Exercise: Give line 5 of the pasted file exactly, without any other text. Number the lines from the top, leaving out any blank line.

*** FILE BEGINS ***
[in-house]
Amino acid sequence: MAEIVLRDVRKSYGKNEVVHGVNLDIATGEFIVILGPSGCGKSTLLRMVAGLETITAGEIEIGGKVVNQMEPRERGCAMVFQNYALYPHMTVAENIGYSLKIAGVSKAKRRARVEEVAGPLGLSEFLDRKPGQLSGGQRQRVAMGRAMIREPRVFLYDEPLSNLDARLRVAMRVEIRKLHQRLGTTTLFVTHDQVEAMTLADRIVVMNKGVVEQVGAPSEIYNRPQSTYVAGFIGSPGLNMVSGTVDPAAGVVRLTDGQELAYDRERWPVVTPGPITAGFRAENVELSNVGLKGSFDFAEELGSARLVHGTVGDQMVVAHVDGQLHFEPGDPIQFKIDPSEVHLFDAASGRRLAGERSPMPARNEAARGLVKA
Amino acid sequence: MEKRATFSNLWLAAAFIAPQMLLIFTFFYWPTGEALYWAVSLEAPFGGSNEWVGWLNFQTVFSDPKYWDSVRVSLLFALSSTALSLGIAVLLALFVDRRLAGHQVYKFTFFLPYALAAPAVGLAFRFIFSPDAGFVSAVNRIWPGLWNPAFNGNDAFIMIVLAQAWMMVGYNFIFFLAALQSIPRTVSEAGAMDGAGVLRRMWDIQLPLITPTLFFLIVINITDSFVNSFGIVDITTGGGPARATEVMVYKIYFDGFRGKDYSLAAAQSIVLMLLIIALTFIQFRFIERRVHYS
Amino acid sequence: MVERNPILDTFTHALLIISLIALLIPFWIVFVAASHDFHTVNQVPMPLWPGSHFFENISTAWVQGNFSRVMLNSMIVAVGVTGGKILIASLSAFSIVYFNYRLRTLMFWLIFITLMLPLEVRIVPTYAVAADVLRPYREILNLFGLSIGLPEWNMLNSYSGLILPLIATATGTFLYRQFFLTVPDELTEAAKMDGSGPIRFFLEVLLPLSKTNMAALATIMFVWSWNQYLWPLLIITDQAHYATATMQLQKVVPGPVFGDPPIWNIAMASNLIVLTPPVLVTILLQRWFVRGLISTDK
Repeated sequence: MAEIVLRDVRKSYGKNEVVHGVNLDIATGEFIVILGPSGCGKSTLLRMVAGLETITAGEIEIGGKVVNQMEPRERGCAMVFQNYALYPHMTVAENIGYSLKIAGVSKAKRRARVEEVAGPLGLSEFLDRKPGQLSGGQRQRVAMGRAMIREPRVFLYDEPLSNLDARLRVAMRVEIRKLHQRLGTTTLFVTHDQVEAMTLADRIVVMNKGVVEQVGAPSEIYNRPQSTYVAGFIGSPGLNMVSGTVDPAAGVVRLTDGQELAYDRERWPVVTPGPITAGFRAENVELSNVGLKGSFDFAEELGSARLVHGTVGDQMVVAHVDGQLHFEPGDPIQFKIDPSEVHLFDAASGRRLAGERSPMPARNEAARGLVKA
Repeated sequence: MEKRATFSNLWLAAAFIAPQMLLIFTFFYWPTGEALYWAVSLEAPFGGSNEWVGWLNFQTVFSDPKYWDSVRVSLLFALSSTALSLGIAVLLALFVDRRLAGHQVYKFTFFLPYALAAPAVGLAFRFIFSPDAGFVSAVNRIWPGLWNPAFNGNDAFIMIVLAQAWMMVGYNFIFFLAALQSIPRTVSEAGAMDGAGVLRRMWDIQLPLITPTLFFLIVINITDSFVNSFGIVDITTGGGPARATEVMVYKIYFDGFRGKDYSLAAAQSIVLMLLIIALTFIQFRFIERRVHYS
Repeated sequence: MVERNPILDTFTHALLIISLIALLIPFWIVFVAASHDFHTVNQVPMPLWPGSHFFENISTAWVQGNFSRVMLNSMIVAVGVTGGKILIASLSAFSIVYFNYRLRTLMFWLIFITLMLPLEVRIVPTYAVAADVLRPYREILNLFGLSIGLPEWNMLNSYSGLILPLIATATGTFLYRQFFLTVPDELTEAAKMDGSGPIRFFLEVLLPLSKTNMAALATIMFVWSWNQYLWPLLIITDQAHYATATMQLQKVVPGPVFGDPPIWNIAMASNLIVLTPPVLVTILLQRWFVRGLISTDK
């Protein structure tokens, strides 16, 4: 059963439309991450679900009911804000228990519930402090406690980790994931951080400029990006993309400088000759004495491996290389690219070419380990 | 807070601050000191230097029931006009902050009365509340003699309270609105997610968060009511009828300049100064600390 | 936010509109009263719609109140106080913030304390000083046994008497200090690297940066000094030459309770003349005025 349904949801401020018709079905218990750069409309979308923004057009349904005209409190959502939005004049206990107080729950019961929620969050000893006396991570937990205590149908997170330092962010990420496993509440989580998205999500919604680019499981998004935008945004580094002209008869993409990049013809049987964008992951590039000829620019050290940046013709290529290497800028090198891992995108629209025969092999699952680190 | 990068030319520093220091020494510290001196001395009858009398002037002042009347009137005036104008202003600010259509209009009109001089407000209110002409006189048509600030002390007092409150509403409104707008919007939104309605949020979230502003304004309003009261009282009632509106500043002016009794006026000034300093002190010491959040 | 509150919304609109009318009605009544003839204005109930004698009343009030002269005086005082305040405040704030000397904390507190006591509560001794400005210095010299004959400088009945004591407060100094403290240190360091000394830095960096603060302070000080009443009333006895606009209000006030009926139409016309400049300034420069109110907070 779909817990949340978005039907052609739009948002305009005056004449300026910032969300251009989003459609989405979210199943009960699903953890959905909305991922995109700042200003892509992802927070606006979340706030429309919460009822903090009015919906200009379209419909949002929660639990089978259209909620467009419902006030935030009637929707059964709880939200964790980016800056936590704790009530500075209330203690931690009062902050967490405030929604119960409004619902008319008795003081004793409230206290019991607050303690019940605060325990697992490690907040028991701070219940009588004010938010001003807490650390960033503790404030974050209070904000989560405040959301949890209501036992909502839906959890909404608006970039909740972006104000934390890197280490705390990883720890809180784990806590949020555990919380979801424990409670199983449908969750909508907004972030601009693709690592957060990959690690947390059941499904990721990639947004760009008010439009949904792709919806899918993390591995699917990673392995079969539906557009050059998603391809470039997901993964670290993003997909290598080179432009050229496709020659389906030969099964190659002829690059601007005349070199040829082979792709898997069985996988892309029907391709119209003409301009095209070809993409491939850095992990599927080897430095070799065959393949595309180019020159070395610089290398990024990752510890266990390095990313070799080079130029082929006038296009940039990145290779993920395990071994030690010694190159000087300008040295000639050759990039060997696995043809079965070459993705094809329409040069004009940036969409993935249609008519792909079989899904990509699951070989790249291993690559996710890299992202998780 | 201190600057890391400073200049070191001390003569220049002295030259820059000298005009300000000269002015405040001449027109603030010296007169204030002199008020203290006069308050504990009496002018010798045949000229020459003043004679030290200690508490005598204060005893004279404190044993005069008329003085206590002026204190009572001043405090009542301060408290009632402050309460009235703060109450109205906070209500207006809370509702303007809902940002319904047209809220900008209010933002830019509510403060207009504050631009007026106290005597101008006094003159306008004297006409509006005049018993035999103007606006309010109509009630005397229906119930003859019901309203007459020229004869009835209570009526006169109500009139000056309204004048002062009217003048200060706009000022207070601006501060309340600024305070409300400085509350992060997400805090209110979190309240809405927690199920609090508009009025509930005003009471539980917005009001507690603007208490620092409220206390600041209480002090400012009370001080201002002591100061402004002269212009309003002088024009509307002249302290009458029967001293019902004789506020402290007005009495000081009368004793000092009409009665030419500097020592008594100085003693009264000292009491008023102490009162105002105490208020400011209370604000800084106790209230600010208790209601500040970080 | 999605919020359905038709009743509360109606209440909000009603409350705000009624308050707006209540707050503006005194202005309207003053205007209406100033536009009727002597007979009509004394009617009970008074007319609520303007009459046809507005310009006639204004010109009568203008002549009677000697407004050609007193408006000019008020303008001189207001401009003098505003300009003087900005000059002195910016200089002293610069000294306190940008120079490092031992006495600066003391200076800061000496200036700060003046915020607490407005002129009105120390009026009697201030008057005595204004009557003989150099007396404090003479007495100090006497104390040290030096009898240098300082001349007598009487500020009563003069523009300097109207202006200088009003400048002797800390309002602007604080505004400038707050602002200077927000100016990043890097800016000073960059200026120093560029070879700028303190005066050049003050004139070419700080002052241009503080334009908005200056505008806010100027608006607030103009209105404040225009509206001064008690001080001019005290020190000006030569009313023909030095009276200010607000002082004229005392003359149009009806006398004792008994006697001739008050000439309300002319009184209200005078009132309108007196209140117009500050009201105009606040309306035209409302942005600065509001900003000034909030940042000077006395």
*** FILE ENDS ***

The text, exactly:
Repeated sequence: MAEIVLRDVRKSYGKNEVVHGVNLDIATGEFIVILGPSGCGKSTLLRMVAGLETITAGEIEIGGKVVNQMEPRERGCAMVFQNYALYPHMTVAENIGYSLKIAGVSKAKRRARVEEVAGPLGLSEFLDRKPGQLSGGQRQRVAMGRAMIREPRVFLYDEPLSNLDARLRVAMRVEIRKLHQRLGTTTLFVTHDQVEAMTLADRIVVMNKGVVEQVGAPSEIYNRPQSTYVAGFIGSPGLNMVSGTVDPAAGVVRLTDGQELAYDRERWPVVTPGPITAGFRAENVELSNVGLKGSFDFAEELGSARLVHGTVGDQMVVAHVDGQLHFEPGDPIQFKIDPSEVHLFDAASGRRLAGERSPMPARNEAARGLVKA